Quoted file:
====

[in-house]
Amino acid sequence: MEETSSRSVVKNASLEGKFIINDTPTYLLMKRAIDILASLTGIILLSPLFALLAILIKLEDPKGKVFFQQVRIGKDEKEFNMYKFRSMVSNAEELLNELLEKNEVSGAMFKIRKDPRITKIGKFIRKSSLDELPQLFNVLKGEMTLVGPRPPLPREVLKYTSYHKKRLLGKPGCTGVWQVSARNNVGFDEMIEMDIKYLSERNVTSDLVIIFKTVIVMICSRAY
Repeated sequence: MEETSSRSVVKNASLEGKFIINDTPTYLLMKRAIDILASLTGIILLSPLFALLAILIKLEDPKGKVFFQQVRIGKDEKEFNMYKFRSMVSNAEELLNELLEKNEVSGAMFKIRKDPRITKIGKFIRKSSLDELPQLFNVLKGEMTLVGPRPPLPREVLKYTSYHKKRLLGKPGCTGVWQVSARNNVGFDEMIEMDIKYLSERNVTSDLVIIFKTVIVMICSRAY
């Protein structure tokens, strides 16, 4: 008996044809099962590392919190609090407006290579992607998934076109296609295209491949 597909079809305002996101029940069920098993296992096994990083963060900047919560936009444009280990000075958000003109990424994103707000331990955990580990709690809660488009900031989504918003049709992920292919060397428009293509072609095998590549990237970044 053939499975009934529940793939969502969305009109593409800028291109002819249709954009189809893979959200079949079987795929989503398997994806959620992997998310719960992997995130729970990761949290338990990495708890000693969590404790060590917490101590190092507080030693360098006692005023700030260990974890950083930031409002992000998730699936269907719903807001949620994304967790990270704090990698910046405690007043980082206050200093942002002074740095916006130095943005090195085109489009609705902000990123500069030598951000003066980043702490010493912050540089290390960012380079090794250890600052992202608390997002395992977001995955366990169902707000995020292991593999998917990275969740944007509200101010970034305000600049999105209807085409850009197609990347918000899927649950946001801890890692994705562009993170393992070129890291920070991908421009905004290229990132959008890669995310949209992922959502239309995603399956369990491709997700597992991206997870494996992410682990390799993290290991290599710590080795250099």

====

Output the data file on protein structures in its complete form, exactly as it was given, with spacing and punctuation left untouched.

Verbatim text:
[in-house]
Amino acid sequence: MEETSSRSVVKNASLEGKFIINDTPTYLLMKRAIDILASLTGIILLSPLFALLAILIKLEDPKGKVFFQQVRIGKDEKEFNMYKFRSMVSNAEELLNELLEKNEVSGAMFKIRKDPRITKIGKFIRKSSLDELPQLFNVLKGEMTLVGPRPPLPREVLKYTSYHKKRLLGKPGCTGVWQVSARNNVGFDEMIEMDIKYLSERNVTSDLVIIFKTVIVMICSRAY
Repeated sequence: MEETSSRSVVKNASLEGKFIINDTPTYLLMKRAIDILASLTGIILLSPLFALLAILIKLEDPKGKVFFQQVRIGKDEKEFNMYKFRSMVSNAEELLNELLEKNEVSGAMFKIRKDPRITKIGKFIRKSSLDELPQLFNVLKGEMTLVGPRPPLPREVLKYTSYHKKRLLGKPGCTGVWQVSARNNVGFDEMIEMDIKYLSERNVTSDLVIIFKTVIVMICSRAY
């Protein structure tokens, strides 16, 4: 008996044809099962590392919190609090407006290579992607998934076109296609295209491949 597909079809305002996101029940069920098993296992096994990083963060900047919560936009444009280990000075958000003109990424994103707000331990955990580990709690809660488009900031989504918003049709992920292919060397428009293509072609095998590549990237970044 053939499975009934529940793939969502969305009109593409800028291109002819249709954009189809893979959200079949079987795929989503398997994806959620992997998310719960992997995130729970990761949290338990990495708890000693969590404790060590917490101590190092507080030693360098006692005023700030260990974890950083930031409002992000998730699936269907719903807001949620994304967790990270704090990698910046405690007043980082206050200093942002002074740095916006130095943005090195085109489009609705902000990123500069030598951000003066980043702490010493912050540089290390960012380079090794250890600052992202608390997002395992977001995955366990169902707000995020292991593999998917990275969740944007509200101010970034305000600049999105209807085409850009197609990347918000899927649950946001801890890692994705562009993170393992070129890291920070991908421009905004290229990132959008890669995310949209992922959502239309995603399956369990491709997700597992991206997870494996992410682990390799993290290991290599710590080795250099």